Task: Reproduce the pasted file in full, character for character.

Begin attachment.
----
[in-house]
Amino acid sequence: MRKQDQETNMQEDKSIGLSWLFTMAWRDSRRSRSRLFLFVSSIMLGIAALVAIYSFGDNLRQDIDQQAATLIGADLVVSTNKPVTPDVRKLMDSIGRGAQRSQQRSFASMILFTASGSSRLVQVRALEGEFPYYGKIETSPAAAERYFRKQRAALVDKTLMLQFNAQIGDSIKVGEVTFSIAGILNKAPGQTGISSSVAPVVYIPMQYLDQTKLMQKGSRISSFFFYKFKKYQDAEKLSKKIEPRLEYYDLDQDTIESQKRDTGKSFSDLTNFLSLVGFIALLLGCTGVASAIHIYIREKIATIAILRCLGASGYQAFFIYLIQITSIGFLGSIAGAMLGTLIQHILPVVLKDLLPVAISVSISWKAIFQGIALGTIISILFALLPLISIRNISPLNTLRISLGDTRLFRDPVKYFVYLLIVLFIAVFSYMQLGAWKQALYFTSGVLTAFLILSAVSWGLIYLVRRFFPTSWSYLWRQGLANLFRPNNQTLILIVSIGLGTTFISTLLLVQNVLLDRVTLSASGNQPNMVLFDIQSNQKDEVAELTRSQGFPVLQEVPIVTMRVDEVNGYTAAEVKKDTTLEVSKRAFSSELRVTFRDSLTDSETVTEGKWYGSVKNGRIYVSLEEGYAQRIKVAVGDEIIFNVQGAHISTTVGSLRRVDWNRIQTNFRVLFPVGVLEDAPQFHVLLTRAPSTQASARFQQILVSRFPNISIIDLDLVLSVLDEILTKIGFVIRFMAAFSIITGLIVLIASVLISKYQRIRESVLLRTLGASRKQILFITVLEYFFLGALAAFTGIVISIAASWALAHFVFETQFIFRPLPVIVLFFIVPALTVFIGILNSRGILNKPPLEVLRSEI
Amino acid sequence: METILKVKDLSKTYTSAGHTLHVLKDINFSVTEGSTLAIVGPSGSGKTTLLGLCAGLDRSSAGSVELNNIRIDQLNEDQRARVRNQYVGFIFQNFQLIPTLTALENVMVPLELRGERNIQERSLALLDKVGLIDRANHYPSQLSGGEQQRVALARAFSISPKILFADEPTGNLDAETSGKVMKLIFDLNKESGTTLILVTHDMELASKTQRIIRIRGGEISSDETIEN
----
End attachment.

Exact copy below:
[in-house]
Amino acid sequence: MRKQDQETNMQEDKSIGLSWLFTMAWRDSRRSRSRLFLFVSSIMLGIAALVAIYSFGDNLRQDIDQQAATLIGADLVVSTNKPVTPDVRKLMDSIGRGAQRSQQRSFASMILFTASGSSRLVQVRALEGEFPYYGKIETSPAAAERYFRKQRAALVDKTLMLQFNAQIGDSIKVGEVTFSIAGILNKAPGQTGISSSVAPVVYIPMQYLDQTKLMQKGSRISSFFFYKFKKYQDAEKLSKKIEPRLEYYDLDQDTIESQKRDTGKSFSDLTNFLSLVGFIALLLGCTGVASAIHIYIREKIATIAILRCLGASGYQAFFIYLIQITSIGFLGSIAGAMLGTLIQHILPVVLKDLLPVAISVSISWKAIFQGIALGTIISILFALLPLISIRNISPLNTLRISLGDTRLFRDPVKYFVYLLIVLFIAVFSYMQLGAWKQALYFTSGVLTAFLILSAVSWGLIYLVRRFFPTSWSYLWRQGLANLFRPNNQTLILIVSIGLGTTFISTLLLVQNVLLDRVTLSASGNQPNMVLFDIQSNQKDEVAELTRSQGFPVLQEVPIVTMRVDEVNGYTAAEVKKDTTLEVSKRAFSSELRVTFRDSLTDSETVTEGKWYGSVKNGRIYVSLEEGYAQRIKVAVGDEIIFNVQGAHISTTVGSLRRVDWNRIQTNFRVLFPVGVLEDAPQFHVLLTRAPSTQASARFQQILVSRFPNISIIDLDLVLSVLDEILTKIGFVIRFMAAFSIITGLIVLIASVLISKYQRIRESVLLRTLGASRKQILFITVLEYFFLGALAAFTGIVISIAASWALAHFVFETQFIFRPLPVIVLFFIVPALTVFIGILNSRGILNKPPLEVLRSEI
Amino acid sequence: METILKVKDLSKTYTSAGHTLHVLKDINFSVTEGSTLAIVGPSGSGKTTLLGLCAGLDRSSAGSVELNNIRIDQLNEDQRARVRNQYVGFIFQNFQLIPTLTALENVMVPLELRGERNIQERSLALLDKVGLIDRANHYPSQLSGGEQQRVALARAFSISPKILFADEPTGNLDAETSGKVMKLIFDLNKESGTTLILVTHDMELASKTQRIIRIRGGEISSDETIEN